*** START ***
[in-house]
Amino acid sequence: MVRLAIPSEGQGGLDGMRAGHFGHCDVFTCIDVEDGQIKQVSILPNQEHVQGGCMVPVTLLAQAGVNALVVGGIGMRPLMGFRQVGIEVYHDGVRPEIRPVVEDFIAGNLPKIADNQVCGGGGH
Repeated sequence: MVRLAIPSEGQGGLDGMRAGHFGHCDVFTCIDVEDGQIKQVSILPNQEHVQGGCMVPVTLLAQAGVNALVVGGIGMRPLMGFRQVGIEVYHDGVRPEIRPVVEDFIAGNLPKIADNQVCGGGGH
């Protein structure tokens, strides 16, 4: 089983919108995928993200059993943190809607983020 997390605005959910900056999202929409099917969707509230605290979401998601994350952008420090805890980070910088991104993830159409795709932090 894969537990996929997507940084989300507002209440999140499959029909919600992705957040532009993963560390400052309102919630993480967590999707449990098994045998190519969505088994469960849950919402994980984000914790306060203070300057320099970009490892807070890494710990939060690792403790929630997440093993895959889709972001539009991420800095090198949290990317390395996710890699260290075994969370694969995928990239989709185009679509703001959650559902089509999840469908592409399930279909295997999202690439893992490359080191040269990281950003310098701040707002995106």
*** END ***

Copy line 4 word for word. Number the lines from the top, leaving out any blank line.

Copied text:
């Protein structure tokens, strides 16, 4: 089983919108995928993200059993943190809607983020 997390605005959910900056999202929409099917969707509230605290979401998601994350952008420090805890980070910088991104993830159409795709932090 894969537990996929997507940084989300507002209440999140499959029909919600992705957040532009993963560390400052309102919630993480967590999707449990098994045998190519969505088994469960849950919402994980984000914790306060203070300057320099970009490892807070890494710990939060690792403790929630997440093993895959889709972001539009991420800095090198949290990317390395996710890699260290075994969370694969995928990239989709185009679509703001959650559902089509999840469908592409399930279909295997999202690439893992490359080191040269990281950003310098701040707002995106």